A note from Ed:
It is amazing, the many different ways in which God chooses to reveal Himself to us. Saul was on the road to Damascus when the Lord slapped him up beside the head. I was on a 383 Massey-Ferguson tractor. Unlike Saul, I didn't have to wait three days for the scales to fall from my eyes. There was immediate recognition. His path was brilliantly lit for me and I have not been the same since. With the epiphany, came the realization that all the good things that had happened to me in my life were not necessarily my fault. All Praise and Glory to Him! I began to pray for direction and guidance. What had He been saving me for? How was I to use the gift with which He had blessed me? How could I repay Him for all His many blessings? Over the years friends had suggested I record a "Gospel Album". Frankly, I had not felt worthy to do so. Without conviction, how could such a project be blessed? But, now, with my rebirth and wrapped in His love and Everlasting Arms, my life has purpose.
With a string of hits, both as an artist and a writer, Ed Bruce has maintained a successful career for more than four decades. "Mamma's Don't Let Your Babies Grow Up To Be Cowboys", "After All", "Girls, Women and Ladies", "When You Fall In Love Everything's A Waltz", "My First Taste of Texas", "Ever, Never Loving You", "The Last Cowboy Song", and the "Theme from Bret Maverick" are just a few of the self-penned hit songs from this great artist. Then there's "Texas When I Die" and "The Man That Turned My Mama On" which were giant hits for Tanya Tucker - and the list goes on.
Ed was born on December 29, 1939 in Keiser, Arkansas. Early on, the family moved to Memphis and he claims Tennessee as his home. Ed started writing songs in his early teens and, in the late 1950's, he first recorded, as Edwin Bruce, on the famed Sun Records label while a senior in high school. His label-mates included Jerry Lee Lewis, Charlie Rich and Johnny Cash. Writing the B-side of Tommy Roe's million seller "Sheila" furnished funds and motivation for Ed to move to Nashville in 1962. A year later CMA Hall-of-Famer Charlie Louvin recorded "See The Big Man Cry". It earned Ed his first BMI award and Charlie credits the song with establishing him as a solo artist.
He returned to Memphis for a brief period but was back on Music Row in 1966, this time for good. Along with songwriting, Ed found work as a background singer. Kenny Price soon recorded Ed's song, "Northeast Arkansas Mississippi County Bootlegger".
In the late 1960's, Ed recorded for RCA and Monument Records, releasing the singles "Song For Ginny" and "Everybody Wants To Get To Heaven". In 1973 he inked a new deal with United Artists and had another charting single with "July Your A Woman". Ed's songs continued to be recorded by others. "Restless" was a hit for Crystal Gayle in 1974. Also, during this time, Ed spent four years hosting an early morning TV show on Nashville WSM.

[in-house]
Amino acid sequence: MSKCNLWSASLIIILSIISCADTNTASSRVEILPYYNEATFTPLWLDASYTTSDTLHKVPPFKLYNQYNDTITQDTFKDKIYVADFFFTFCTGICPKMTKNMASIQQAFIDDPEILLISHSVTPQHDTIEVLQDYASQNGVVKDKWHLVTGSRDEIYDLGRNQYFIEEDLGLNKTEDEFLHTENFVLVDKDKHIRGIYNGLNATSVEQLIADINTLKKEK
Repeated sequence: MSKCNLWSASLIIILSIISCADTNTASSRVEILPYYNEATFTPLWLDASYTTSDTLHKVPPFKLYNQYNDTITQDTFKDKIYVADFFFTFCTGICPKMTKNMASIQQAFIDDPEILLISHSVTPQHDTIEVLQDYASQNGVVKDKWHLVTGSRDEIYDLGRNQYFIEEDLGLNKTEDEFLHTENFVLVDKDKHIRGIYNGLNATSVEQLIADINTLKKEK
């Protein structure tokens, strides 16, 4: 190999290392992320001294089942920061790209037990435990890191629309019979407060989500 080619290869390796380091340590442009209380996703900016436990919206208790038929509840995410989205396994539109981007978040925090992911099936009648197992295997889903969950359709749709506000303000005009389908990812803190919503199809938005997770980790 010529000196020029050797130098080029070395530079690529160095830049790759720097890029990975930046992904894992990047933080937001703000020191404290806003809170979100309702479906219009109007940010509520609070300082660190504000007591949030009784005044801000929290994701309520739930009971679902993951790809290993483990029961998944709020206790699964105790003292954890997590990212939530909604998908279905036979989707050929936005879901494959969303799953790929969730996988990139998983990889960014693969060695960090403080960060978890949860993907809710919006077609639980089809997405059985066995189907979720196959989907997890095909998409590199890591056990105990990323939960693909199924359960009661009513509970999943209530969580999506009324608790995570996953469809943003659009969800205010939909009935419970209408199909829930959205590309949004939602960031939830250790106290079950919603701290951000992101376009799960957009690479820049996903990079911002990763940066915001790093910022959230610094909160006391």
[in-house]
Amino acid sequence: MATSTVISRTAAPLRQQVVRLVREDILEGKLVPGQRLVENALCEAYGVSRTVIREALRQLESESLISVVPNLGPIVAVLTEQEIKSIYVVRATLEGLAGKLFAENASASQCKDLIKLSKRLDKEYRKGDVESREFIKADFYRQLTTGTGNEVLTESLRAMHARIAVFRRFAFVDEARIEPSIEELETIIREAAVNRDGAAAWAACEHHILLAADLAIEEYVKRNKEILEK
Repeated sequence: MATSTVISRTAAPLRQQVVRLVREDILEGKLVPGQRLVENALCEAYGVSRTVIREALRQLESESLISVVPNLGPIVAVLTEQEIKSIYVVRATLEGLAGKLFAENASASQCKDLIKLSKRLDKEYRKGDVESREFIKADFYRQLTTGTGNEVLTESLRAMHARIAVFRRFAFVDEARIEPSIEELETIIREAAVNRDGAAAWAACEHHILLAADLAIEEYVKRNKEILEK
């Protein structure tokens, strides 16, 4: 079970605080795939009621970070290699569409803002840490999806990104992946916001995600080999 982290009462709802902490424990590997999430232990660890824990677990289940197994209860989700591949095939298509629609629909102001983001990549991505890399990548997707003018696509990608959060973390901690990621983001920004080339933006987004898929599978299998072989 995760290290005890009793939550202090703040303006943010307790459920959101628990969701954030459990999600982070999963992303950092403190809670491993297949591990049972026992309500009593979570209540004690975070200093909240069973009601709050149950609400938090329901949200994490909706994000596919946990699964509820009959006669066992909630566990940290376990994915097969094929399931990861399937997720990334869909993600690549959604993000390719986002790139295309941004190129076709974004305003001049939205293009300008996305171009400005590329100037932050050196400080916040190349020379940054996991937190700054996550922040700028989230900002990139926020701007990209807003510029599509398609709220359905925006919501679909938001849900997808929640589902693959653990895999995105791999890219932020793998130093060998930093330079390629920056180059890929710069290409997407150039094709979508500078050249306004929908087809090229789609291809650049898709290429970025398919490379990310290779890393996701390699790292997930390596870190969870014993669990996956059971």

Willie Nelson and Waylon Jennings released a duet version of Ed's song "Mammas..." in 1978. The song had previously been a chart-climber for Ed in 1975. This time it went to the top and the lyrics became indelibly written on the minds of millions. It was nominated for Grammy and CMA awards. It won a Grammy. Also that year, "Texas When I Die", recorded by Tanya Tucker, was nominated for Grammy and CMA Awards.
Ed had success yet again with "The Last Cowboy Song", a poignant tribute to the passing of the American cowboy and his way of life. It seems only fitting that Willie Nelson would lend his voice to the song, released in 1980. More hits would soon follow.
In addition to performing and writing, Ed also has a very successful acting career. He appeared in the CBS mini-series "The Chisolms" with Robert Preston, the NBC movie "The Return of Frank and Jesse James" and, of course, was the co-star of "Bret Maverick" with James Garner. He appeared as Sgt. Daryl Kelso in the CBS Movie of the Week "Separated by Murder" and as Attorney Harlan Hayes in the pilot episode of "XXX's & OOO's", produced in Nashville. Other star turns include the pragmatic Sheriff Lloyd in the Steven Segal feature "Fire Down Below"; Thunder Malloy in the "Walker Texas Ranger" inspired "Son's of Thunder"; and Ed's favorite, the curmudgeonly rancher Mitch in Sundance Films "The Outfitters".
In the late 70's, he represented the Volunteer State as "The Tennessean" in a nationwide campaign promoting tourism.
Ed was also the host of "American Sports Cavalcade" on The Nashville Network and hosted the seven seasons of "Truckin' USA", also on TNN. He recently began taping the fourth season of "Doc on Point", a series, featuring his English Setter, Doc. It focuses on the training of gun dogs and airs weekly on Outdoor Life Network. He has recorded dozens of national TV and radio commercials including United Airlines, McDonalds, Kawasaki, John Deere, Dodge Trucks and the Armed Services Campaign "It's a Great Place To Start" - to name just a few. Today, as always, Ed loves to sit around with friends and talk sports - most notably, football and hunting, and of course, horses and dogs. There is championship breeding among the herd of 22 Tennessee Walking Horses, and numerous champions and Hall-of-Famers are apparent in the pedigrees of their 5 English Setters. This "royalty" is no more treasured, however, than the always present, variegated pack of tail-wagging strays, orphans and drop-offs greeting visitors to Ed's and Judith's "Home At Last" ranch.
Ed Bruce's career now spans both sides of the Atlantic - he has gained an enormous following in Europe and performs there at least once a year.
The next time you see the movie "Electric Horseman" or hear "Mamma's Don't Let Your Babies Grow Up To Be Cowboys" on the radio, take a good listen. It's a better biographical sketch of Ed Bruce than anything written here.